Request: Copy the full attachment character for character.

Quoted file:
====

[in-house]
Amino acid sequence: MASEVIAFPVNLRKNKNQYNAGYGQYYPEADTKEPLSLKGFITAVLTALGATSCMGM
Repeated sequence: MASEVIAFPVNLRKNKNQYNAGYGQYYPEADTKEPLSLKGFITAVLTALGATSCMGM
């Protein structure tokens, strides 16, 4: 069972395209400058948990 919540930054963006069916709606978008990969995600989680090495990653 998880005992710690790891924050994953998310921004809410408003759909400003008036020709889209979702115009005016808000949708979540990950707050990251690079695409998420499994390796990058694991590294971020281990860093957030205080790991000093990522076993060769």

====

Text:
[in-house]
Amino acid sequence: MASEVIAFPVNLRKNKNQYNAGYGQYYPEADTKEPLSLKGFITAVLTALGATSCMGM
Repeated sequence: MASEVIAFPVNLRKNKNQYNAGYGQYYPEADTKEPLSLKGFITAVLTALGATSCMGM
């Protein structure tokens, strides 16, 4: 069972395209400058948990 919540930054963006069916709606978008990969995600989680090495990653 998880005992710690790891924050994953998310921004809410408003759909400003008036020709889209979702115009005016808000949708979540990950707050990251690079695409998420499994390796990058694991590294971020281990860093957030205080790991000093990522076993060769």